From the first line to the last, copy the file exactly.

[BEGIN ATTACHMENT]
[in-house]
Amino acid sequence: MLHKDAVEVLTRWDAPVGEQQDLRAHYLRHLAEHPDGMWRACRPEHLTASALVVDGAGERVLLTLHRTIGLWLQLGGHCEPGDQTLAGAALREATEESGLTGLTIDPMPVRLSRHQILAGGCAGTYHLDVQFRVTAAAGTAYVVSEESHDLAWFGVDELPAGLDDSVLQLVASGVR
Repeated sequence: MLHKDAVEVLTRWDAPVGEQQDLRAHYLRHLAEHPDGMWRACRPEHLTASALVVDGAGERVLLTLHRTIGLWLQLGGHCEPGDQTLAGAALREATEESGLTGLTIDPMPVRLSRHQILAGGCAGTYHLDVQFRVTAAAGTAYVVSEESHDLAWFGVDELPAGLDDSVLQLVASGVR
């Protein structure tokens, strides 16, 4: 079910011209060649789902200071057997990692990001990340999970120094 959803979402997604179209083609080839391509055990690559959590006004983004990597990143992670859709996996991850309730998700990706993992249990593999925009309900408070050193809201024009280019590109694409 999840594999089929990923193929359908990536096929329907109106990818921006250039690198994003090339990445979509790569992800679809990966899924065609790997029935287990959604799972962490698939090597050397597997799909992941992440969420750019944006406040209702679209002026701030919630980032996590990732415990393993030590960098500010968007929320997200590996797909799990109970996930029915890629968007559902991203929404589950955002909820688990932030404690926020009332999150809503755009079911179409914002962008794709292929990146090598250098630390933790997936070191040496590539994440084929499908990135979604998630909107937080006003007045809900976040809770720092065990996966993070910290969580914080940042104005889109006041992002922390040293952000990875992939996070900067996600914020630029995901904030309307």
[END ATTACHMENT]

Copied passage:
[in-house]
Amino acid sequence: MLHKDAVEVLTRWDAPVGEQQDLRAHYLRHLAEHPDGMWRACRPEHLTASALVVDGAGERVLLTLHRTIGLWLQLGGHCEPGDQTLAGAALREATEESGLTGLTIDPMPVRLSRHQILAGGCAGTYHLDVQFRVTAAAGTAYVVSEESHDLAWFGVDELPAGLDDSVLQLVASGVR
Repeated sequence: MLHKDAVEVLTRWDAPVGEQQDLRAHYLRHLAEHPDGMWRACRPEHLTASALVVDGAGERVLLTLHRTIGLWLQLGGHCEPGDQTLAGAALREATEESGLTGLTIDPMPVRLSRHQILAGGCAGTYHLDVQFRVTAAAGTAYVVSEESHDLAWFGVDELPAGLDDSVLQLVASGVR
């Protein structure tokens, strides 16, 4: 079910011209060649789902200071057997990692990001990340999970120094 959803979402997604179209083609080839391509055990690559959590006004983004990597990143992670859709996996991850309730998700990706993992249990593999925009309900408070050193809201024009280019590109694409 999840594999089929990923193929359908990536096929329907109106990818921006250039690198994003090339990445979509790569992800679809990966899924065609790997029935287990959604799972962490698939090597050397597997799909992941992440969420750019944006406040209702679209002026701030919630980032996590990732415990393993030590960098500010968007929320997200590996797909799990109970996930029915890629968007559902991203929404589950955002909820688990932030404690926020009332999150809503755009079911179409914002962008794709292929990146090598250098630390933790997936070191040496590539994440084929499908990135979604998630909107937080006003007045809900976040809770720092065990996966993070910290969580914080940042104005889109006041992002922390040293952000990875992939996070900067996600914020630029995901904030309307």